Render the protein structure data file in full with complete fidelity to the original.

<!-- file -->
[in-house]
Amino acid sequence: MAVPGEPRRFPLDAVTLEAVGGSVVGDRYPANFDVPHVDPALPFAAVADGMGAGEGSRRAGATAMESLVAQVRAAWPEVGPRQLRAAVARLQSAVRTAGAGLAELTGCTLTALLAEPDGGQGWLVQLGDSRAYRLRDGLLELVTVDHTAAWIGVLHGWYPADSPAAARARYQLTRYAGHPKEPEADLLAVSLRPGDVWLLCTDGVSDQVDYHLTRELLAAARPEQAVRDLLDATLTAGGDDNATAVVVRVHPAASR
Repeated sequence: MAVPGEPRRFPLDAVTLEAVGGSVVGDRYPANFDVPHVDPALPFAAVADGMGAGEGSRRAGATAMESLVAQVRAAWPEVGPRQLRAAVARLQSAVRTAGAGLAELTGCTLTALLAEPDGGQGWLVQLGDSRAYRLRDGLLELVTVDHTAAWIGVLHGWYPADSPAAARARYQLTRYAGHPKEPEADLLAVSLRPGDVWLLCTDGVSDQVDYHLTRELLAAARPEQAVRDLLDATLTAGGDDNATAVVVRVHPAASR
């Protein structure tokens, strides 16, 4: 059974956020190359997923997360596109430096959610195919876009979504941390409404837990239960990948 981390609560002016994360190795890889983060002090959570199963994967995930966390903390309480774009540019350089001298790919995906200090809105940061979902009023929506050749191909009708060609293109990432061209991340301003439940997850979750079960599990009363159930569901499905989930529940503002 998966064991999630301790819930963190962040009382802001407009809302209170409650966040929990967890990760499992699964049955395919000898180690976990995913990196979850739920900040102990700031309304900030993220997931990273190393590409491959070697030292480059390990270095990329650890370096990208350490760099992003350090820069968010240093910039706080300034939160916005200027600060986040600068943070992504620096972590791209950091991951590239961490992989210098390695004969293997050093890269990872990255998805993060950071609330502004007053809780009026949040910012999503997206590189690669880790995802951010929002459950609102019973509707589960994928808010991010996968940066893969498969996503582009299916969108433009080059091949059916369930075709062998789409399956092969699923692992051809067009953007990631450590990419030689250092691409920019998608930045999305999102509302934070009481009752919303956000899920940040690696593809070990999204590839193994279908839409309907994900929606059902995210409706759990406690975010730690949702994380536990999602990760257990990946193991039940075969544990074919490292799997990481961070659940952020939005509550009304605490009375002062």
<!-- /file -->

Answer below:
[in-house]
Amino acid sequence: MAVPGEPRRFPLDAVTLEAVGGSVVGDRYPANFDVPHVDPALPFAAVADGMGAGEGSRRAGATAMESLVAQVRAAWPEVGPRQLRAAVARLQSAVRTAGAGLAELTGCTLTALLAEPDGGQGWLVQLGDSRAYRLRDGLLELVTVDHTAAWIGVLHGWYPADSPAAARARYQLTRYAGHPKEPEADLLAVSLRPGDVWLLCTDGVSDQVDYHLTRELLAAARPEQAVRDLLDATLTAGGDDNATAVVVRVHPAASR
Repeated sequence: MAVPGEPRRFPLDAVTLEAVGGSVVGDRYPANFDVPHVDPALPFAAVADGMGAGEGSRRAGATAMESLVAQVRAAWPEVGPRQLRAAVARLQSAVRTAGAGLAELTGCTLTALLAEPDGGQGWLVQLGDSRAYRLRDGLLELVTVDHTAAWIGVLHGWYPADSPAAARARYQLTRYAGHPKEPEADLLAVSLRPGDVWLLCTDGVSDQVDYHLTRELLAAARPEQAVRDLLDATLTAGGDDNATAVVVRVHPAASR
């Protein structure tokens, strides 16, 4: 059974956020190359997923997360596109430096959610195919876009979504941390409404837990239960990948 981390609560002016994360190795890889983060002090959570199963994967995930966390903390309480774009540019350089001298790919995906200090809105940061979902009023929506050749191909009708060609293109990432061209991340301003439940997850979750079960599990009363159930569901499905989930529940503002 998966064991999630301790819930963190962040009382802001407009809302209170409650966040929990967890990760499992699964049955395919000898180690976990995913990196979850739920900040102990700031309304900030993220997931990273190393590409491959070697030292480059390990270095990329650890370096990208350490760099992003350090820069968010240093910039706080300034939160916005200027600060986040600068943070992504620096972590791209950091991951590239961490992989210098390695004969293997050093890269990872990255998805993060950071609330502004007053809780009026949040910012999503997206590189690669880790995802951010929002459950609102019973509707589960994928808010991010996968940066893969498969996503582009299916969108433009080059091949059916369930075709062998789409399956092969699923692992051809067009953007990631450590990419030689250092691409920019998608930045999305999102509302934070009481009752919303956000899920940040690696593809070990999204590839193994279908839409309907994900929606059902995210409706759990406690975010730690949702994380536990999602990760257990990946193991039940075969544990074919490292799997990481961070659940952020939005509550009304605490009375002062």